This year would mark itself as the most important year in the history of the Indian judiciary. While several judgments put an end to obsolete practices in India, others have paved the way for new beginnings.
With several judgments being delivered by the Indian judiciary, here are some of them that made a great impact on us.
1. When the Supreme Court decriminalised section 377.
"Section 377 is irrational, arbitrary and incomprehensible as it fetters the right to equality for LGBT community." - CJI Dipak Misra
In what is termed to be a historic moment for India, Supreme Court on September 6, 2018 scrapped section 377 that criminalised consensual gay sex. The court said that the law denied basic fundamental rights and was unconstitutional.
Section 377 dates back to the British era criminalising sexual activities that are against the order of nature, including same sex intercourse.
2. When the Supreme Court upheld the validity of Aadhaar.
Ever since Aadhaar came into use, it was surrounded with controversies about infringing right to privacy. Supreme Court finally delivered its verdict on Aadhaar on 26 September 2018. The court ruled that Aadhaar does not infringe on an individual's right to privacy and upheld its constitutional validity.
It however, made it clear that no person can be denied any benefits for not having Aadhaar. Ever since the verdict, Aadhaar has no longer been compulsory for opening bank accounts and for taking admission in schools. Although the court made it mandatory to link Aadhaar with PAN card, the same is not required for your mobile numbers.
3. When the Supreme Court declared that adultery is no longer a criminal offence.
"Adultery can be a ground for civil issues including dissolution of marriage but it cannot be a criminal offence." - CJI Dipak Misra
A five-judge constitution bench of the Supreme Court unanimously scrapped section 497 of IPC that deals with adultery. According to the law a married man can be punished if he has sex with the wife of another married man, without his 'connivance' or 'consent'.
The court observed that the law was extremely biased and it treats women as the property of their husbands after marriage.
4. When the Supreme Court allowed the entry of women into the Sabrimala temple.
"The bar on entry of women between age of 10 and 50 years is not an essential part of the religion." - CJI Dipak Misra
Putting an end to a centuries-old tradition, the Supreme Court ruled that women, irrespective of their age, can enter Kerala’s Sabarimala temple.
A five-judge bench was looking into the constitutionality of the provision in Kerala Hindu Places of Public Worship (Authorisation of Entry) Rules, 1965 that prohibits women between the ages of 10 and 50 from entering the temple due to 'impurity'.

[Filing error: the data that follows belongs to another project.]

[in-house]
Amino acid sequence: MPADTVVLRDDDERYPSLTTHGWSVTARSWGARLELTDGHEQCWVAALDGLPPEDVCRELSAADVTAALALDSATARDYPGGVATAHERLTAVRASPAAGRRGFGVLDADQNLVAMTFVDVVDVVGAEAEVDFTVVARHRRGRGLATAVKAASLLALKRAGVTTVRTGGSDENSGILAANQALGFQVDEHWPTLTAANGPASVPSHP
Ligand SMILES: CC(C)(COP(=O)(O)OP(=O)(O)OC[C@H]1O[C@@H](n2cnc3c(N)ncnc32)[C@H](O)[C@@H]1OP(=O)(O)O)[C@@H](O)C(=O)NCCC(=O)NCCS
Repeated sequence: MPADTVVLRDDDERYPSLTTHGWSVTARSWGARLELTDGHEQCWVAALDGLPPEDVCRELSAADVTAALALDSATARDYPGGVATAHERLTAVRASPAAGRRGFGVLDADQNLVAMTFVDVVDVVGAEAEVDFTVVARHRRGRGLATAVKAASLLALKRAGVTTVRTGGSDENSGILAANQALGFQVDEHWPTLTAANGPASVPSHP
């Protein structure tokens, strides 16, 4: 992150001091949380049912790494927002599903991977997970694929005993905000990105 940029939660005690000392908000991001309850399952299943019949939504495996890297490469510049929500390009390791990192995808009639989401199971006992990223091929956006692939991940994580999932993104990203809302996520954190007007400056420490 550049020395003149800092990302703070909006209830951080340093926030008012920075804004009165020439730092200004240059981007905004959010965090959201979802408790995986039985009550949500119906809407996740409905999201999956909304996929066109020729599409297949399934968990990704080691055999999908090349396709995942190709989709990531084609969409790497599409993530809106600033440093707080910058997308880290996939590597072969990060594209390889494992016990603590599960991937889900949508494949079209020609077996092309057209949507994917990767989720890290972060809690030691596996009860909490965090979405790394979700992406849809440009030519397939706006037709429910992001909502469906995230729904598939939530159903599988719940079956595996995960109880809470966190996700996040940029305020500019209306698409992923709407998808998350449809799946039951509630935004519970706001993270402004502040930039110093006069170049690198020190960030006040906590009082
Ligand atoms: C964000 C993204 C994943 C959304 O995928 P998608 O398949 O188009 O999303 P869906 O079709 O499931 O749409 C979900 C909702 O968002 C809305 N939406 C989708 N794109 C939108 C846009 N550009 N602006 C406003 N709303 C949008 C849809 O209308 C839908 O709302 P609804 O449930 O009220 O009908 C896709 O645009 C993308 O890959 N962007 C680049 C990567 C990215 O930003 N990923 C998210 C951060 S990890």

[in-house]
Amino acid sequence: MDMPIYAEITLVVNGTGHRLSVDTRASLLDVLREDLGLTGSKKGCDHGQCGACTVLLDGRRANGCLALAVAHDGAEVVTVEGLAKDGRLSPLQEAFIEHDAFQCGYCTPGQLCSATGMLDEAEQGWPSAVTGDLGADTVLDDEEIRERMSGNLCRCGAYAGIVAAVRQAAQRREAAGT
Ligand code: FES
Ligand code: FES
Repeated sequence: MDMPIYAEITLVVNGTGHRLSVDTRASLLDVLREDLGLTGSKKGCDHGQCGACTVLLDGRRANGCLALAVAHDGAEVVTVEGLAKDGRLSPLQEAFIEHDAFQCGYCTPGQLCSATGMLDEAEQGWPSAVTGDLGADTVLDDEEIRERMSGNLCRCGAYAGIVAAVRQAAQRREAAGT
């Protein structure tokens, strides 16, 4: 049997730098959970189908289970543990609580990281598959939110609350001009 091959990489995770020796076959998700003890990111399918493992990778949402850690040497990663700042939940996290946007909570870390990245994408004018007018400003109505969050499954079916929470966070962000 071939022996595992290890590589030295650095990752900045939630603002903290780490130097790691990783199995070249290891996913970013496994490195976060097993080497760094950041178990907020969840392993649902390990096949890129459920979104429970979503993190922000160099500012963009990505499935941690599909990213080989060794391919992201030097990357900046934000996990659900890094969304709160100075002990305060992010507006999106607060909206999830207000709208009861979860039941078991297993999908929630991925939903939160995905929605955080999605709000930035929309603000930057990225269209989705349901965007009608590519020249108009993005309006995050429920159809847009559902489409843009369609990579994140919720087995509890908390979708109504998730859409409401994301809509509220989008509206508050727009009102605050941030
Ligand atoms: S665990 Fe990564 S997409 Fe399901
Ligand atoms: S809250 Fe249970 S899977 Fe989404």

5. When the Supreme Court permitted live streaming of court hearings.
"It will encourage the principle of open court, effectuate the public’s right to know and reduce dependence on second-hand views." - Justice D.Y. Chandrachud
Supreme Court took a giant step towards increasing accountability and transparency in judicial functioning with its decision to bring courtroom proceedings under public eye. With this ruling, the apex court has paved the way for people to watch the courtroom drama as it unfolds.
Initially, only a specified category of cases which belongs to national or constitutional importance.
6. When the Supreme Court delivered the Ramjanmbhoomi Babri Masjid verdict.
Supreme Court declined to refer the 1994 Ismail Faruqui verdict to a large bench and categorically stated that namaz could be offered anywhere and a mosque wasn't necessary for it. Thus, the government could acquire the land on which the mosque was built on.
7. When the Supreme Court permitted passive euthanasia.
In March 2018, a five-judge Constitution Bench, headed by Chief Justice Dipak Misra gave legal sanction to passive euthanasia. It permitted 'living will' by patients on withdrawing medical support if they slip into irreversible coma. The SC also held that the right to die with dignity is a fundamental right.
8. When the Supreme Court asked Parliament to formulate a law for decriminalisation of politics.
A five-judge bench of the Supreme Court said that the Parliament must make a law to prevent persons with criminal backgrounds from entering the legislature.
The apex court also described criminalisation of politics in the largest democracy as 'unsettling', and said that the candidates and political parties should widely publicise criminal charges and their parties should post the details on their websites so the voter can make an informed choice.
With all these judgments, we hope to see a better and inclusive India as we embark onto the new year.